fredag, november 14, 2003

Dataspill: Opplevelser og potensiale
Animasjon, 14 november 2003

Hypertekst: modeller for en personlig publikumsopplevelse

Dataspill: Potensielle begivenheter
Tetris: rammer og valgfrihet
Chip’s Challenge: Nivåer, variasjon, gåter
Baldur’s Gate: Historier, roller, utfordringer

Intellektuelle utfordringer
Sosiale utfordringer
Enbrukerspill/Flerbrukerspill – sosiale aktiviteter på ulike nivå

Vold, påvirkning og teori
Battlefield 1942

Hva er spill
Definisjoner av spill – Huizinga

The game is optional, as Huizinga points out: “Here, then, we have the first main characteristic of play: that it is free, is in fact freedom. A second characteristic is closely connected with this, that play is not ‘ordinary’ or ‘real’ life” (1950:8).

“Play is distinct from ‘ordinary’ life both as to locality and duration. This is the third main characteristic of play: its secludedness, it limitedness. It is ‘played out’ within certain limits of time and place. It contains its own course and meaning” (1950:9).

“The exceptional and special position of play is most tellingly illustrated by the fact that it loves to surround itself with an air of secrecy. Even in early childhood play is enhanced by making a “secret” out of it.”

“Any game can at any time wholly run away with the players” (1950:8).

More striking even than the limitation as to time is the limitation as to space. All play moves and has its being within a playground marked off beforehand either materially or ideally, deliberately or as a matter of course. Just as there is no formal difference between play and ritual, so the ‘consecrated spot’ cannot be formally distinguished from the playground. The arena, the card-table, the temple, the stage, the screen, the tennis court, the court of justice, etc., are all in form and function play-grounds, i.e. forbidden spots, isolated, hedged round, hallowed, within which special rules obtain. All are temporary worlds within the ordinary world, dedicated to the performance of an act apart. (Huizinga 1950:10)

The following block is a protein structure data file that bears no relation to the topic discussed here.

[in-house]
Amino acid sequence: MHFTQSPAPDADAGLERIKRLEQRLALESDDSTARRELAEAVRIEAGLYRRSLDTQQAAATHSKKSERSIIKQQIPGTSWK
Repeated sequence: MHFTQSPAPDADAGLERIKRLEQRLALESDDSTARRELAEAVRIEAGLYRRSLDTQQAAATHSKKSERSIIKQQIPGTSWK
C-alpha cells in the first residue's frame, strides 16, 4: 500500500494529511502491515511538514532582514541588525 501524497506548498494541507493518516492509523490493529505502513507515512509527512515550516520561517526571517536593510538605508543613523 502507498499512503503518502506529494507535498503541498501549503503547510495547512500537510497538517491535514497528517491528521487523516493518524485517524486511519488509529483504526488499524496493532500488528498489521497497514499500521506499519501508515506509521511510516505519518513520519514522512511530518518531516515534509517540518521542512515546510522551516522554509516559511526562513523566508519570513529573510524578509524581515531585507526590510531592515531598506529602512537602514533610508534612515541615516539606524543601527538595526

Typer spill - Caillois:

Mimircry. All play presupposes the temporary acceptance, if not of an illusion (indeed this last word means nothing less than beginning a game: in-lusio), then at least of a closed, conventional, and in certain respects, imaginary universe. Play can consist not only of deploying actions or submitting to one’s fate in an imaginary milieu, but of becoming an illusory character oneself, and of so behaving. One is thus confronted with a diverse series of manifestations, the common element of which is that the subject makes believe or makes others believe that he is someone other than himself. (1979:19)

Alea. This is the Latin name for game of dice. I have borrowed it tto designate, in contrast to agôn, all games that are based on a decision independent of the player, an outcome over which he has no control, and in which winning is the result of fate rather than triumphing over an adversary. More properly, destiny is the sole artisan of victory, and where there is rivalry, what is meant is that the winner has been more favoured by fortune than the loser. (Caillois 1979:17)

Agôn. A whole group of games would seem to be competitive, that is to say, like a combat in which equality of chances is artificially created, in order that the adversaries should confront each other under ideal conditions, susecptible of giving precise and incontestable value to the winner’s triumph. It is therefor always a question of rivalry which hinges on a single quality (speed, endurance, strength, memory, skill, ingenuity, etc.), exercised, within defined limits and without outside assistance, in such a way that the winner appears to be better than the loser in a certain category of exploits. (Caillois 1979:14)

Ilinx. The last kind of game includes those which are based on the pursuit of vertigo and which consists of an attempt to momentarily destroy the stability of perception and inflict a kind of voluptous panic upon an otherwise lucid mind. In cases, it is a question of surrendering to kind of spasm, seizure, or shock which destroys reality with sovereign brusqueness. (Caillois 1979:32)

Utbytte av spill – Sutton-Smith
Spill, fortellinger og fiksjon

Spillets estetikk: Hva er et godt spill?